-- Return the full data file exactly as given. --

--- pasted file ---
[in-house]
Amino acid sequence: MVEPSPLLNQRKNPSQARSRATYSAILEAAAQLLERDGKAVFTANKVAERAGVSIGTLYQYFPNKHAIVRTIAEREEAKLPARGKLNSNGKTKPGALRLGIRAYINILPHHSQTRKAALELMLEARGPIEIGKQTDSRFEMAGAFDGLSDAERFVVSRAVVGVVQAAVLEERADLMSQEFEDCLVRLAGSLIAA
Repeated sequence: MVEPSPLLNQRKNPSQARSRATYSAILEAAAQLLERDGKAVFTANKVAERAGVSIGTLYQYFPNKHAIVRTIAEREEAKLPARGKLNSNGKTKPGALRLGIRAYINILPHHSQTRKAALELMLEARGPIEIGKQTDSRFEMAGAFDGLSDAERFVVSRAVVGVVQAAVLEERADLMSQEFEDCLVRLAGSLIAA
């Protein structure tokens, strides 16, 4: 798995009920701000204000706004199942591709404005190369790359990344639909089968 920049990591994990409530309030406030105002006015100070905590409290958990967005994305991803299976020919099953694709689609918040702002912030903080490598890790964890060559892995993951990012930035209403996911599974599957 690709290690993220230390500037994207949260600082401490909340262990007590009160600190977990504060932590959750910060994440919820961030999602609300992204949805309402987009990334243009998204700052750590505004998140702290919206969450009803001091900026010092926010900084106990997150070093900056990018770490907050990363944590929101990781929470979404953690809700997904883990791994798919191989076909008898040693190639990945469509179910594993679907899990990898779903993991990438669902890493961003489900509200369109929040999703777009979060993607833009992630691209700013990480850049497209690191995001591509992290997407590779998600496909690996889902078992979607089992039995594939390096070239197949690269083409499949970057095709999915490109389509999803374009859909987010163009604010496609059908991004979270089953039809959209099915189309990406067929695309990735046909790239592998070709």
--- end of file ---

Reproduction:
[in-house]
Amino acid sequence: MVEPSPLLNQRKNPSQARSRATYSAILEAAAQLLERDGKAVFTANKVAERAGVSIGTLYQYFPNKHAIVRTIAEREEAKLPARGKLNSNGKTKPGALRLGIRAYINILPHHSQTRKAALELMLEARGPIEIGKQTDSRFEMAGAFDGLSDAERFVVSRAVVGVVQAAVLEERADLMSQEFEDCLVRLAGSLIAA
Repeated sequence: MVEPSPLLNQRKNPSQARSRATYSAILEAAAQLLERDGKAVFTANKVAERAGVSIGTLYQYFPNKHAIVRTIAEREEAKLPARGKLNSNGKTKPGALRLGIRAYINILPHHSQTRKAALELMLEARGPIEIGKQTDSRFEMAGAFDGLSDAERFVVSRAVVGVVQAAVLEERADLMSQEFEDCLVRLAGSLIAA
């Protein structure tokens, strides 16, 4: 798995009920701000204000706004199942591709404005190369790359990344639909089968 920049990591994990409530309030406030105002006015100070905590409290958990967005994305991803299976020919099953694709689609918040702002912030903080490598890790964890060559892995993951990012930035209403996911599974599957 690709290690993220230390500037994207949260600082401490909340262990007590009160600190977990504060932590959750910060994440919820961030999602609300992204949805309402987009990334243009998204700052750590505004998140702290919206969450009803001091900026010092926010900084106990997150070093900056990018770490907050990363944590929101990781929470979404953690809700997904883990791994798919191989076909008898040693190639990945469509179910594993679907899990990898779903993991990438669902890493961003489900509200369109929040999703777009979060993607833009992630691209700013990480850049497209690191995001591509992290997407590779998600496909690996889902078992979607089992039995594939390096070239197949690269083409499949970057095709999915490109389509999803374009859909987010163009604010496609059908991004979270089953039809959209099915189309990406067929695309990735046909790239592998070709």